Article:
This is my annual Saint Valentine’s Day soap-box speech. It’s been interesting to observe how attitudes about this day have changed, even from year to year. If you check my archives, in 2014, I gave samples of poetry to celebrate this mushy—sorry, romantic—holiday. I was told that people love poetry so long as they don’t actually have to read it. The following year, I told a tale of youthful romance, communicated by the suitor to his ill-suited by way of thrown 3 x 5 cards in the public library. ‘Boys are so annoying!’ (Wisdom spoken by a ten-year-old girl, the object of a ten-year-old boy’s fancy.)
There are those who maintain that Valentine’s Day is a pagan holiday (which makes no sense—Saint Valentine was a bishop. Neither the pagans nor anyone else have bishops). They rue a holiday that excludes those unskilled or unlucky enough to have no ‘squeeze’ with whom to hang out. Last year, I believe the most important aspect of Valentine’s Day was that it a Tuesday; they show the good television programmes on Tuesdays.
The good news this year is that 14 February is also Ash Wednesday.
Enthusiasm for this holiday is waning. Even those with highly commercial interests are quieter this year.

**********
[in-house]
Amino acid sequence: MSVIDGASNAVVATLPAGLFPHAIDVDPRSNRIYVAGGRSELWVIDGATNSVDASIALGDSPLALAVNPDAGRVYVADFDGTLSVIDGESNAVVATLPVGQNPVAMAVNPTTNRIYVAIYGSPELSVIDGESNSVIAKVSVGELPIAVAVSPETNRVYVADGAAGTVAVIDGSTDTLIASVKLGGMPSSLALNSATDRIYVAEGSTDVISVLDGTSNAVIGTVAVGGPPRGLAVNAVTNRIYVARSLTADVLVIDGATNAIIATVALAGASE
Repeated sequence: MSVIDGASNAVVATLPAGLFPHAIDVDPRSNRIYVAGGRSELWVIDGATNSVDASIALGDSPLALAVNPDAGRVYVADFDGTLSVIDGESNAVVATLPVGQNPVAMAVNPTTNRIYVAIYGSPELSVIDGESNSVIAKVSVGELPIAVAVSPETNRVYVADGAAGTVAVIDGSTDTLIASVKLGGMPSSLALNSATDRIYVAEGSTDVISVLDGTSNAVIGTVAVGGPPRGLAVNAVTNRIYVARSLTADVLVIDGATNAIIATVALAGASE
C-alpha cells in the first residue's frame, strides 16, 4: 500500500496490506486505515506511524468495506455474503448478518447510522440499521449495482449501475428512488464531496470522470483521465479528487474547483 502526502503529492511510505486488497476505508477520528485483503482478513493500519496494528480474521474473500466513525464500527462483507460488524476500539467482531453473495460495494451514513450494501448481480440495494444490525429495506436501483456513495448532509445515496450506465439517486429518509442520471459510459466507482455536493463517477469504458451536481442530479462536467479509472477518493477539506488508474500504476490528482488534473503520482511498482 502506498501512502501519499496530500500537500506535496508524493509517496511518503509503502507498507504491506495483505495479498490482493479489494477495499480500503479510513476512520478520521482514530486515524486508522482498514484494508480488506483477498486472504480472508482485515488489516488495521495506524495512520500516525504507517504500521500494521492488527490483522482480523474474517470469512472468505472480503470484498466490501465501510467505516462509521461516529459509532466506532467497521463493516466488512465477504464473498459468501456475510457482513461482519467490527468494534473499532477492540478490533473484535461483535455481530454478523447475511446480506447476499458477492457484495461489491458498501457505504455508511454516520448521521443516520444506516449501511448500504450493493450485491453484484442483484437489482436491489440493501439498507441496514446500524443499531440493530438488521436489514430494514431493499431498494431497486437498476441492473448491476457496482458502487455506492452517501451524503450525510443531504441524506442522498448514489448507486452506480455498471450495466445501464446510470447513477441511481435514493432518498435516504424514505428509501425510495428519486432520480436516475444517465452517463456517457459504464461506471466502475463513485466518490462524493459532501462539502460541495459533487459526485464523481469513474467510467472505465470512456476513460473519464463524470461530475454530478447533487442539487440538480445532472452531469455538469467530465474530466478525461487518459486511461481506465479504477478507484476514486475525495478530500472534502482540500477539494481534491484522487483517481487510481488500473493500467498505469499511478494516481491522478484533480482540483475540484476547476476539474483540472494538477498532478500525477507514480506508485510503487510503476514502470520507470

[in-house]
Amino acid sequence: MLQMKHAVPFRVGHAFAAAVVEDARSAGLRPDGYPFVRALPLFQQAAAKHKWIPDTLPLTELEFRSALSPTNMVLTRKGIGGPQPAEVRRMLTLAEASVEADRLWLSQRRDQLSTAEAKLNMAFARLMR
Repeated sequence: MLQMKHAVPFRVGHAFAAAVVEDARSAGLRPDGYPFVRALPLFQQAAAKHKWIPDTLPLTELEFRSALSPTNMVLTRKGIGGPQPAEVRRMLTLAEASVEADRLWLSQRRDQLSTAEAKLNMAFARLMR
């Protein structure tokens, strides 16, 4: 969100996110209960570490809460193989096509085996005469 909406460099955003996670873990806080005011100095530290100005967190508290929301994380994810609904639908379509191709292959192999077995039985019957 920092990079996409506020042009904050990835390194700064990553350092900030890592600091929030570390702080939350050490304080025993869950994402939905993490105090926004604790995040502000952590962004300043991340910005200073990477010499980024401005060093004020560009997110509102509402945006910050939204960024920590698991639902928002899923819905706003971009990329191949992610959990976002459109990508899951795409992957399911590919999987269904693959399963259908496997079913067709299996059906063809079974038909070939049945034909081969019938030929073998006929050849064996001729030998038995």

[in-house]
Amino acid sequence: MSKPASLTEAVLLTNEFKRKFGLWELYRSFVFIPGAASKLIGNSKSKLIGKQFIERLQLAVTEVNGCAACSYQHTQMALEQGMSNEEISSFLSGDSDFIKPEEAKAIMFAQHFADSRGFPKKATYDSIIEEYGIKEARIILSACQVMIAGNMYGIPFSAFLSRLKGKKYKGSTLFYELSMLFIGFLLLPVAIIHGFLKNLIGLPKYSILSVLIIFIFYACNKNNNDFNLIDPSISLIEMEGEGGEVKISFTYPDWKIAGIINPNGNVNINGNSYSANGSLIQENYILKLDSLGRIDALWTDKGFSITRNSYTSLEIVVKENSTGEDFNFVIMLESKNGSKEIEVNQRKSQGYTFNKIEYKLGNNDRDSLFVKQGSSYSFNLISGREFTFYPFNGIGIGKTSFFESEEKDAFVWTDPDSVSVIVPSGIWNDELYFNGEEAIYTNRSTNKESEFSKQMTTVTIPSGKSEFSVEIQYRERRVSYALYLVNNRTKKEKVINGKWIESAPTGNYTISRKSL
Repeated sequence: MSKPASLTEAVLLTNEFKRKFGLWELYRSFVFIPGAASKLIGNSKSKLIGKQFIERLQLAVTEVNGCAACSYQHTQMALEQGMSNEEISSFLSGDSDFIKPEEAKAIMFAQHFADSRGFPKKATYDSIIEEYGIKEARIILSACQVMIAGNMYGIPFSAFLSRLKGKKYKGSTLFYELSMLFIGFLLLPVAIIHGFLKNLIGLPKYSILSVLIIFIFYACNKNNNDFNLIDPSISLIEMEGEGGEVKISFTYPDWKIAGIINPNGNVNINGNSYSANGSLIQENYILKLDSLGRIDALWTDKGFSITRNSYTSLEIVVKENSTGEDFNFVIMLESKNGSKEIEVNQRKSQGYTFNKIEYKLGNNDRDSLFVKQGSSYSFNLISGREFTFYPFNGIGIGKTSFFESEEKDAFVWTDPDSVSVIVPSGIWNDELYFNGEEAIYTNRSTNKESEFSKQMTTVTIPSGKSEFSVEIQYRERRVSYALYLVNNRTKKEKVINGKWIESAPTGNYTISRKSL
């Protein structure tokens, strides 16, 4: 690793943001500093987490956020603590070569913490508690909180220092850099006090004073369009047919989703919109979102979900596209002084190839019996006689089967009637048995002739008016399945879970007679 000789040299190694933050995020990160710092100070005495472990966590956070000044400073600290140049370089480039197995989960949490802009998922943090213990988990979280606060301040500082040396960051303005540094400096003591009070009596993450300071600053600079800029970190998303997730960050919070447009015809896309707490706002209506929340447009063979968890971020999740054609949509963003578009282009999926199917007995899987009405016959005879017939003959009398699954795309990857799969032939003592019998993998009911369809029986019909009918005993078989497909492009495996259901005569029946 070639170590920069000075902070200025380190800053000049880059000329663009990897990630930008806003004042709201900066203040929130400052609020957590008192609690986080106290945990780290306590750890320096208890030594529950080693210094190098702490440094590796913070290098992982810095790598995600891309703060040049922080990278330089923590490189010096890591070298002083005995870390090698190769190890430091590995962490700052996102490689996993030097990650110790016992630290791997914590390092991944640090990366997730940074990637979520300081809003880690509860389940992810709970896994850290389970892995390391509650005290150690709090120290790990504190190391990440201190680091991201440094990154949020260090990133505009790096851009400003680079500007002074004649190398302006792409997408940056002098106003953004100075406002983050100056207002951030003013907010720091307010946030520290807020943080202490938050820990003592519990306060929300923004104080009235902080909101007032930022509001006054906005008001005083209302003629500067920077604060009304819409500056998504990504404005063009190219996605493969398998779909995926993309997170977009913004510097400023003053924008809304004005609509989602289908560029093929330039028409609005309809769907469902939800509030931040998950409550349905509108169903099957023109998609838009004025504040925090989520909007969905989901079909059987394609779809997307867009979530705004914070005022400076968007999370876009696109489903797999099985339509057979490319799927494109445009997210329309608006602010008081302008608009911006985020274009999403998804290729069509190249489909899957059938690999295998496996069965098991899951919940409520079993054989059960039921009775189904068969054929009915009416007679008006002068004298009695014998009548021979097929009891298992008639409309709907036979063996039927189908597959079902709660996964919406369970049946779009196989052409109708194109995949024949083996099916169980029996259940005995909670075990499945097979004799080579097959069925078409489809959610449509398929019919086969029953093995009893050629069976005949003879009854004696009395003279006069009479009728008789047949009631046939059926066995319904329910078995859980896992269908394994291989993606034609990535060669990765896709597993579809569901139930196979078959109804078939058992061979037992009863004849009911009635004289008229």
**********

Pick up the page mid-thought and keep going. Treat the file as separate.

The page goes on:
There is one person without whom you cannot live. About this person, you may be in two minds but you will always have a single heart. Because of this person you have survived difficult times, borne heavy burdens, and even thrived. You cannot live without this person.
It is good to celebrate yourself, recalling and being grateful for the ways you’ve grown, the strength you’ve developed, and the qualities you possess about which you can be truly pleased without narcissism or arrogance. These qualities are innately yours—no sweetheart will make you stronger or more compassionate. It seems that increasingly, intelligent appreciation from others is hard to come by. When you can love, forgive, and appreciate yourself, it is easier to see and accept these from others.
You have good qualities, characteristics that no one may know about, that help define YOU. Those characteristics deserve to be celebrated. To-day is the right day for that.
It isn’t uncommon, I believe, for people to think they should not be celebrated. They’ve done nothing special, they don’t deserve it, etc. Until you do celebrate yourself, how can anyone else? (And what if they don’t—you still merit acknowledgment and appreciation, yes?)
Every day is suitable for self-assessment, but this often takes the form of self-criticism. It is possible, and indeed preferable, to find something about yourself that is pleasing, and celebrate that. Let Valentine’s Day be the day for that. It builds self-confidence, and self-confidence is attractive to others.
Whether you are single, dating, or married, I wish each of you a very special and fulfilling Saint Valentine’s Day. So long as there is some good in you, even if only the desire to be something better, there is something to celebrate.
Paul TN Chapman
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